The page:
Friday, October 16th, 2009 • 2 Comments on Gestational Diabetes Update (32w2d)
I failed my one-hour glucose tolerance test the week before Jay deployed. I was hoping I’d pass, but I wasn’t that shocked about failing. I went through the arduous three-hour glucose test last Monday, after putting it off for almost a week so I wouldn’t have to prep for it while Jay was still home. The three hour test involves a three-day carb-heavy diet, 12 hours of fasting prior to the test, a blood draw followed by 100 grams of Glucola (super sugary beverage and twice the amount as the 1 hour test) and then three additional blood draws at 1 hour intervals. If you fail two of the blood draws, you fail the three hour test. I failed three of the four. I have gestational diabetes.
Rubbing salt in the wound was the fact that I didn’t find out I failed the three hour test for a week. The results of the one hour test came back in 24 hours and I had been told “No news is good news.” So when they didn’t call the day after my three hour test, I thought I passed. But no, it just took longer to get the test results.
I was pissed off when I found out. Through this whole pregnancy, I’ve been waiting for the other shoe to drop—meaning, I was waiting for it to be over. The pregnancy itself has been going well, but it feels like a whole shoe store has been dropped on my head in the past couple of months (with Jay’s deployment being the equivalent of a steel-toed boot to the head) and this diagnosis of gestational diabetes was One More Thing to Deal With. Ugh.
Of course, part of me feels like a failure. I thought I knew my body and I really didn’t think I had gestational diabetes. I wasn’t surprised when I found out I was anemic (the day I took the one-hour glucose tolerance test), but I argued with my doctor over my blood pressure—I knew it was spiking because of stress and I was right (though I still had to indulge him and go through the tests to prove it). But I was wrong about the GD and it’s a lousy feeling, all the more so because it doesn’t just affect me, it affects baby. And I feel rather protective of baby, you know?
Gestational diabetes supposedly goes away once the baby is born, which means I only have to deal with it for the next few weeks (although I am at greater risk of developing diabetes later in life). In the meantime, I have to do something I haven’t done since I was 19 years old—follow a diet. Never mind that it seems absolutely cruel to put a pregnant woman on a diet, I have spent my entire adult life resisting restrictions and limits of any kind, and developing a fairly healthy body image in the process. And now, when I’ve happily embraced this beach ball belly I’m carrying around, I have to follow a diet. Ironic, huh?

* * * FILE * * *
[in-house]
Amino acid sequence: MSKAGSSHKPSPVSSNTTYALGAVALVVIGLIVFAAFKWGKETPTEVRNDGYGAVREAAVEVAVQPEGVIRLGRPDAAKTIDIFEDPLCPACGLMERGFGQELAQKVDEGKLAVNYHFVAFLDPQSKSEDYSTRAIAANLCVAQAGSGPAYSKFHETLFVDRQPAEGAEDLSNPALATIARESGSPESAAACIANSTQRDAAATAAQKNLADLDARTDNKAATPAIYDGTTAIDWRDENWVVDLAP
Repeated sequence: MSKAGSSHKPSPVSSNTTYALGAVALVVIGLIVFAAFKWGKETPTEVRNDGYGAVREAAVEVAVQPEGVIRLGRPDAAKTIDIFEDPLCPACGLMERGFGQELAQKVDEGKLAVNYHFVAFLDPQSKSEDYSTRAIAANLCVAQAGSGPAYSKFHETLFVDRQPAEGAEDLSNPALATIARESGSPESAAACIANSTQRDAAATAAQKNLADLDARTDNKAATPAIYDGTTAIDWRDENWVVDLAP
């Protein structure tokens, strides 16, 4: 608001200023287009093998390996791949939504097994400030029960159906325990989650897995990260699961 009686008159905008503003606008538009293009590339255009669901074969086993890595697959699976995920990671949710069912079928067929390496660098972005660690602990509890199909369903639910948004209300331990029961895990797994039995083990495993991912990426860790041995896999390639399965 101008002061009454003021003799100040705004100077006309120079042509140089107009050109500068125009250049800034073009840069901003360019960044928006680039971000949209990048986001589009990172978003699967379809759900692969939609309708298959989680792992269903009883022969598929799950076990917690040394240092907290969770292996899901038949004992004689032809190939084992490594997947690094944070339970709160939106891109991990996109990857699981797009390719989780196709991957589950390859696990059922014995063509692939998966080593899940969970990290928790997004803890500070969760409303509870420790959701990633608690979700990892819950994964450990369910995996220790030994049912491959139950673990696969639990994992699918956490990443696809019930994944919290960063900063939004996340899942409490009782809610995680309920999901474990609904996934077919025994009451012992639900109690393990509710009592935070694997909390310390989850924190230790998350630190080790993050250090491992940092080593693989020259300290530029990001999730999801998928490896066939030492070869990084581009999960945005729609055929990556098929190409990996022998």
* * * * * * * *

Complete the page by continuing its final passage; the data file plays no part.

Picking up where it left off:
It’s been a couple of days since I got the test results and I’m okay with it now. Only 3-5% of women develop GD, but it doesn’t have to be a serious issue as long as it’s controlled (the side effects of uncontrolled GD range from a big baby to stillbirth). Hopefully diet will be enough to control it and I can avoid insulin (oral wouldn’t be so bad, but I can’t even imagine giving myself injections). So I will embrace the diet! It’s not a weight loss diet (but I will probably lose a few pounds), but a diet for health. And even though I have to give up dessert and chocolate and—gasp!—Halloween candy, it’s really not so bad. I don’t meet with the diabetic counselor until next Friday (which seems ridiculous since there is such a big deal made about uncontrolled gestational diabetes), so I’m trying to preemptively adjust my diet now. Of course, it’s difficult to know if I’m on track since I’m not testing my blood sugar. But I’m doing what I can—and avoiding the bowl of Halloween chocolate and the pint of Ben and Jerry’s in the freezer.
This may be the first time I’ve felt like a failure as a mother, but I suspect it won’t be the last. So, lesson learned: get up, dust myself off, and do the best I can to correct my shortcomings.